Notes: Ramirez tied Derek Jeter and Hank Bauer for the longest postseason hitting streak at 17 games. ... Damon hit the 17th leadoff homer in Series history. Jeter (2000) was the last to do it. ... This was Jim Burton's 55th birthday. A rookie in 1975 for Boston, he gave up Joe Morgan's go-ahead single in the ninth inning of Game 7 against Cincinnati. Burton pitched only one more game in the majors. ... The Red Sox led for 34 of the 36 innings. ... Larry Walker put down his first sacrifice since 1991. He bunted in the first inning, but Lowe threw him out. ... Boston teams continued to bedevil St. Louis clubs. The New England Patriots beat the Rams in the 2002 Super Bowl, the Bruins swept the Blues for the 1970 Stanley Cup and the Celtics won their first NBA title by defeating the Hawks in 1957.

October 27, 2004

BoSox Beat Cards to Lead World Series 3-0

Manny Ramirez drove in two runs, including a solo homer, and Pedro Martinez set down 14 straight batters as the Boston Red Sox defeated the St. Louis Cardinals 4-1 Tuesday to move within a victory of their first World Series title since 1918.

Edgar Martinez wins 2004 Roberto Clemente Award

Seattle Mariners veteran Edgar Martinez, one of the best righthanded hitters of his era, was named the 2004 recipient of the Roberto Clemente Award on Tuesday.

Wife of Brett Favre diagnosed with breast cancer

The wife of Green Bay Packers quarterback Brett Favre was diagnosed with breast cancer, yet more bad news in a year full of heartache for the family. Deanna Favre was recently released from Sloan Kettering Cancer Center in New York after undergoing a lumpectomy.

'Gone With the Wind' Maker Gets Star

LOS ANGELES - Even though he produced "Gone with the Wind" and other movie classics, David O. Selznick never had his own star on Hollywood's Walk of Fame.

That oversight was corrected Tuesday when the Producers Guild sponsored the late producer's star on Hollywood Boulevard, a half-block from Grauman's Chinese theater where many of his films played.

"David Selznick should have been among the first 1,500 names when the Walk of Fame was started in 1960," commented Walk impresario Johnny Grant, adding that the event finally "remedied that unbelievable omission."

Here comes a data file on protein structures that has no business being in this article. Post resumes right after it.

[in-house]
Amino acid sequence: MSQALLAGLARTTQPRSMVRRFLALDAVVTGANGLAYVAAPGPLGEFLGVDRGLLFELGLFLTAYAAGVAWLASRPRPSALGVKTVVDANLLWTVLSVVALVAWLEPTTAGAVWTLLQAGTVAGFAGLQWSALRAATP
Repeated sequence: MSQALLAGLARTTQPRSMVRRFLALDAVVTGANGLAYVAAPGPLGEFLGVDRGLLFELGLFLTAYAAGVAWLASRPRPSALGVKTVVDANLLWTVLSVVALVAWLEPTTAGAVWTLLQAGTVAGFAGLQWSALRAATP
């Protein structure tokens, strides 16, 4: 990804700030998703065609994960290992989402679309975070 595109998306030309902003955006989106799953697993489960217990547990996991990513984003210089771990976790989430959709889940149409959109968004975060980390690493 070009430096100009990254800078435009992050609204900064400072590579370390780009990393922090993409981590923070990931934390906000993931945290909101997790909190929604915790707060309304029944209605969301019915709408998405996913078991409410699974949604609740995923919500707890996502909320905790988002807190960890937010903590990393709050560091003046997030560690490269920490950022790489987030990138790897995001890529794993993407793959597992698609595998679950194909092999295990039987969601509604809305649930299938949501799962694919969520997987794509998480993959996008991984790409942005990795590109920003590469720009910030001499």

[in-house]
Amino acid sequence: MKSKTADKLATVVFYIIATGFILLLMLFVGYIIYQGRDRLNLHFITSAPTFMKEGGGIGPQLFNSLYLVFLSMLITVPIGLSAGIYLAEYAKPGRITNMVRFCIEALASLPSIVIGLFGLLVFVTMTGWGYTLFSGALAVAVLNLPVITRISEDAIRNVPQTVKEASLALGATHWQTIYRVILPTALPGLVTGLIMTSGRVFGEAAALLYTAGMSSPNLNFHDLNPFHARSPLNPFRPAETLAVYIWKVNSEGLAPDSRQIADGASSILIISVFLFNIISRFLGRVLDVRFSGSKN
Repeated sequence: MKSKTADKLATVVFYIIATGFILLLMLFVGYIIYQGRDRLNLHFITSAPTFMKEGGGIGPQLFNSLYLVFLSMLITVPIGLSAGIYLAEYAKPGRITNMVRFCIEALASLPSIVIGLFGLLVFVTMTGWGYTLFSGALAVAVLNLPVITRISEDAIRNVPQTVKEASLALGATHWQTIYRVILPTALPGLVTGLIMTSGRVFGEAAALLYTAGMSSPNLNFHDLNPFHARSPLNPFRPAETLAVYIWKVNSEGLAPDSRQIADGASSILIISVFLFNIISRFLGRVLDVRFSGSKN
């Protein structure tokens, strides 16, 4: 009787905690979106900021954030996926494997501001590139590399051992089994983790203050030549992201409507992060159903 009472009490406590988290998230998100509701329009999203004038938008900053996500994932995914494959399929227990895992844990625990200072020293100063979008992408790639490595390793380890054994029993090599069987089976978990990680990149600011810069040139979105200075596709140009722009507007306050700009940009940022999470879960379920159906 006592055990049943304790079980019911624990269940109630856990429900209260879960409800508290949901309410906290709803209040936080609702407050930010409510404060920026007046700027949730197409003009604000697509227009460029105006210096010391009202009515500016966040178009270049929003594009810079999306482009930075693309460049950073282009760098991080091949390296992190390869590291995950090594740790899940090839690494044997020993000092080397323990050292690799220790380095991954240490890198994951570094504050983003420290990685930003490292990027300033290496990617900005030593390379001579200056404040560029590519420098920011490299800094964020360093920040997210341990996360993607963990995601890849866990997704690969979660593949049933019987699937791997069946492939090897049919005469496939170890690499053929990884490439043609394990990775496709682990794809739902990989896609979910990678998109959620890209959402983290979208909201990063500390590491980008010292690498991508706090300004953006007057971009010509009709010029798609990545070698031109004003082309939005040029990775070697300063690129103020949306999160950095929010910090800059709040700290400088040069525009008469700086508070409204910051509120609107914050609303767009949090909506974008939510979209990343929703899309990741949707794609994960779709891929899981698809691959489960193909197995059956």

Daniel Selznick, who unveiled the star, admitted that "my father's feelings were hurt that he wasn't included."

Two performers from "Gone with the Wind" were among the small gathering in front of the Roosevelt Hotel: Ann Rutherford, who played Scarlett's sister, and Cammee King, the ill-fated young daughter of Scarlett and Rhett Butler.

Rutherford read letters from Olivia de Havilland, the wistful Melanie, Selznick widow Jennifer Jones, and Rhonda Fleming, who was discovered by the producer. "This giant among creators," de Havilland wrote from Paris, "has enriched the lives of generation after generation."

Rutherford was asked if it was true that the actresses in "Gone with the Wind" wore silk petticoats under their hoop skirts. "Absolutely," she replied. "I told David he could save a lot of money if he used flannel petticoats as I did in westerns. He said maybe the audience wouldn't see the petticoats, but the actresses would know they were silk."

Son of pioneer filmmaker Lewis J. Selznick, David Selznick grew up in the movie business and at 29 headed production at RKO studio when "King Kong" was made and Katharine Hepburn became a star. He moved to MGM, run by his father-in-law Louis B. Mayer, and produced "David Copperfield," "Dinner at Eight," "Anna Karenina" and "A Tale of Two Cities."

Selznick formed his own company, brought Alfred Hitchcock and Ingrid Bergman to Hollywood, and made such films as "A Star Is Born," "Rebecca," "Spellbound," "Duel in the Sun" as well as "Gone with the Wind." He died in 1965.

October 26, 2004

Opera Star Robert Merrill Dies at 85

NEW YORK - Acclaimed singer Robert Merrill, the opera baritone who felt equally comfortable on opening night at the Metropolitan Opera House or opening day at Yankee Stadium, has died. He was 85.

Merrill died Saturday at his home in suburban New York City, family friend Barry Tucker said Monday.

Merrill performed around the country with Tucker's father, tenor Richard Tucker, the younger man said. "My father felt that he had the greatest natural voice that America created," he said.

Merrill, once described in Time magazine as "one of the Met's best baritones," became as well-known to New York Yankees fans for his season-opening rendition of "The Star-Spangled Banner" — a tradition that began in 1969.

In his 31 consecutive seasons with the Metropolitan Opera, Merrill performed virtually every baritone role in the operatic repertoire.

He earned admiration for his interpretations of dozens of roles, including Escamillo in "Carmen" and Figaro in "The Barber of Seville," reportedly his favorite opera.

Merrill once said opera "is the toughest art of all."

"It's a human instrument," he said. "Your voice, so many words, so much music. ... There's a lot of emotion."

Merrill was known for a velvet-smooth voice. Critics wrote that Merrill "worked hard to polish his natural rich baritone" and that he "noticeably improved each season."

Merrill retired from the Met in 1976 but returned to its stage in 1983, when the company marked its centennial.